**disjunction property**if whenever a sentence \( A \vee B \) is provable then either \( A \) is provable or \( B \) is provable. It is important that \( A \vee B \) is a

*sentence*, i.e. no free variables, otherwise a simple counter-example would be \( A(x) = {\sf Even}(x) \) and \( B(x) = {\sf Odd}(x) \).

A theory \( T \) is said to have the

**numerical existence property**if whenever a sentence \( \exists n A(n) \) is provable then \( A(n) \) is provable for some numeral \( n \).

Clearly if a theory has the numerical existence property it must also have the disjunction property, as, with a bit of arithmetic, one can write a disjunction \( A \vee B \) using an existential quantifier as \( \exists n ( ( n = 0 \rightarrow A ) \wedge ( n \neq 0 \rightarrow B ) ) \).

Harvey Friedman proved in [1] the amazing result that these two properties are in fact equivalent.

**Theorem**. Any recursively enumerable extension of intuitionistic arithmetic which has the disjunction property must also have the numerical existence property.

Let us write \( \vdash_y x \) for the binary predicate "\( y \) is the code of a proof of the formula coded by \( x \)". If \( k \) is the code of the formula \( A(x) \) then we write \( Sub(k) \) for the code of the formula \( A(k) \). The code of a formula \( A \) is sometimes written as \( \# A \). Finally, we write \( \neg x \) for \( \# \neg A \) if \( x = \# A \).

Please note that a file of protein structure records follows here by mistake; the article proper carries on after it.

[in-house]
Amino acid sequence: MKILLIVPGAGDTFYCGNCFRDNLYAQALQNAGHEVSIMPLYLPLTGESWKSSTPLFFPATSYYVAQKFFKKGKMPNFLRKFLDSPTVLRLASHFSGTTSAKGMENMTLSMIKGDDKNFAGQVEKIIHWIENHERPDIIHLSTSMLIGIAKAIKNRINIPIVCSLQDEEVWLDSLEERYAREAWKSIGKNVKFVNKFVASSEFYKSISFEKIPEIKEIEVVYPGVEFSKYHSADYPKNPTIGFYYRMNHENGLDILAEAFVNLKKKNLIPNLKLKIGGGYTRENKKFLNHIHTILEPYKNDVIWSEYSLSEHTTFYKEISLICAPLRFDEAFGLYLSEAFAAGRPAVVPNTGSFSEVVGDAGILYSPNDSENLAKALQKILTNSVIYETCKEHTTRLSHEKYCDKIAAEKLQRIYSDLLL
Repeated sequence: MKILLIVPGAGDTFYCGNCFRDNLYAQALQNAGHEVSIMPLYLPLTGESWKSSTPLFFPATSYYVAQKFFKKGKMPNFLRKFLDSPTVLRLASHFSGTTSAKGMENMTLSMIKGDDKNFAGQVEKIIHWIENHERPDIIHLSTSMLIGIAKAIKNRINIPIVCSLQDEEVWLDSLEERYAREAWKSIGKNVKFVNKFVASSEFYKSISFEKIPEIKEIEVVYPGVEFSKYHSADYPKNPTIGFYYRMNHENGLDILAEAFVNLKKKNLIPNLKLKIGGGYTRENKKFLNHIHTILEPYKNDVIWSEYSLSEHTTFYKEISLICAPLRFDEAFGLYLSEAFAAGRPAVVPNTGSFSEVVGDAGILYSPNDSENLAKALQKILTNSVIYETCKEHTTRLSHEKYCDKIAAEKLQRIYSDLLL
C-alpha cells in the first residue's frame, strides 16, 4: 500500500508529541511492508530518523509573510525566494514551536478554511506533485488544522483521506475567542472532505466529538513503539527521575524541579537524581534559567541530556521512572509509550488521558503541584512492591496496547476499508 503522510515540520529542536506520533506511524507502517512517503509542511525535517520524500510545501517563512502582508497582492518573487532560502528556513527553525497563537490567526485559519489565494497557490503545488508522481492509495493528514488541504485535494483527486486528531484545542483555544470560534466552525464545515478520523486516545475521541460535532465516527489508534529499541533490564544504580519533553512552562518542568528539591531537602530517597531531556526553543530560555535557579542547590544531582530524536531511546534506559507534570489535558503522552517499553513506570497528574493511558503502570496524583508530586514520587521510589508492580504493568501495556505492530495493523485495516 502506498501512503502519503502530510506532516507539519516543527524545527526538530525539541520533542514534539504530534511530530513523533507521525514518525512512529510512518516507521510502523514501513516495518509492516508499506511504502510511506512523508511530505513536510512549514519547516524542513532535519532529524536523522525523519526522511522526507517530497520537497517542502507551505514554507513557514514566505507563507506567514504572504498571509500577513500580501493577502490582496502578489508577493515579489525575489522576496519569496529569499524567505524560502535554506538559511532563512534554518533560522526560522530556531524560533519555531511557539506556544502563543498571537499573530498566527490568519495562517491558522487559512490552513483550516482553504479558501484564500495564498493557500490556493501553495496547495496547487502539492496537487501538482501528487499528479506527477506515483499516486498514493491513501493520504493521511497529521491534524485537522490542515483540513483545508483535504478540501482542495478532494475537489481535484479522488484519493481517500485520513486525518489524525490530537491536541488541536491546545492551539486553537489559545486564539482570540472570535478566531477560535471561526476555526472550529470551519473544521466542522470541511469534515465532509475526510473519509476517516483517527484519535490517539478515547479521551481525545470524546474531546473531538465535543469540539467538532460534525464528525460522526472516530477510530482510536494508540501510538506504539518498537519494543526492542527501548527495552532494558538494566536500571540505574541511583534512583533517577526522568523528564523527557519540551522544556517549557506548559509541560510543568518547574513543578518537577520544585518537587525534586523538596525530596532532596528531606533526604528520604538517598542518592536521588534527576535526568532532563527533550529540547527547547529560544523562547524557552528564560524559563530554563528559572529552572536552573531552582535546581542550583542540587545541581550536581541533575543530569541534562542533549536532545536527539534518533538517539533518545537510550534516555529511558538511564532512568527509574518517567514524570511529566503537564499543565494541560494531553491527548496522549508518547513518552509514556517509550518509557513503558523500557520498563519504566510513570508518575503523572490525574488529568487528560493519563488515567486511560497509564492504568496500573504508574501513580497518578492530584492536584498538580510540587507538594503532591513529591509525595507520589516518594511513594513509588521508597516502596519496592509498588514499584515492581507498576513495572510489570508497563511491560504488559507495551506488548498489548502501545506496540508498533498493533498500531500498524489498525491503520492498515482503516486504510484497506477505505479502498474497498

Let \( A(x) \) be the formula $$ \exists y ( ( (\vdash_y \neg x) \vee P(y) ) \wedge \forall z < y \not\vdash_z x) $$ which roughly says that "there exists a number \( y \) such that either \( y \) is a proof of \( \neg x \) or \( P(y) \) holds, and moreover, no proof of \( x \) with code shorter than \( y \) exists.

Let \( k \) be a numeral such that \( \# A(Sub(k)) = Sub(k) \), e.g. \( k = \# A(Sub(x)) \). Note that \( Sub(k) \) behaves like a fixed point of \( A(x) \) essentially for the same reasons as in my first post here on Kleene's recursion theorem. We are just replacing the self application of a function \( x (x) \) by the "self-substitution" \( Sub(x) \).

The main trick in Friedman's proof is the following:

**Lemma 1**. If \( T \vdash A(Sub(k)) \) then \( T \vdash P(n) \), for some \( n \).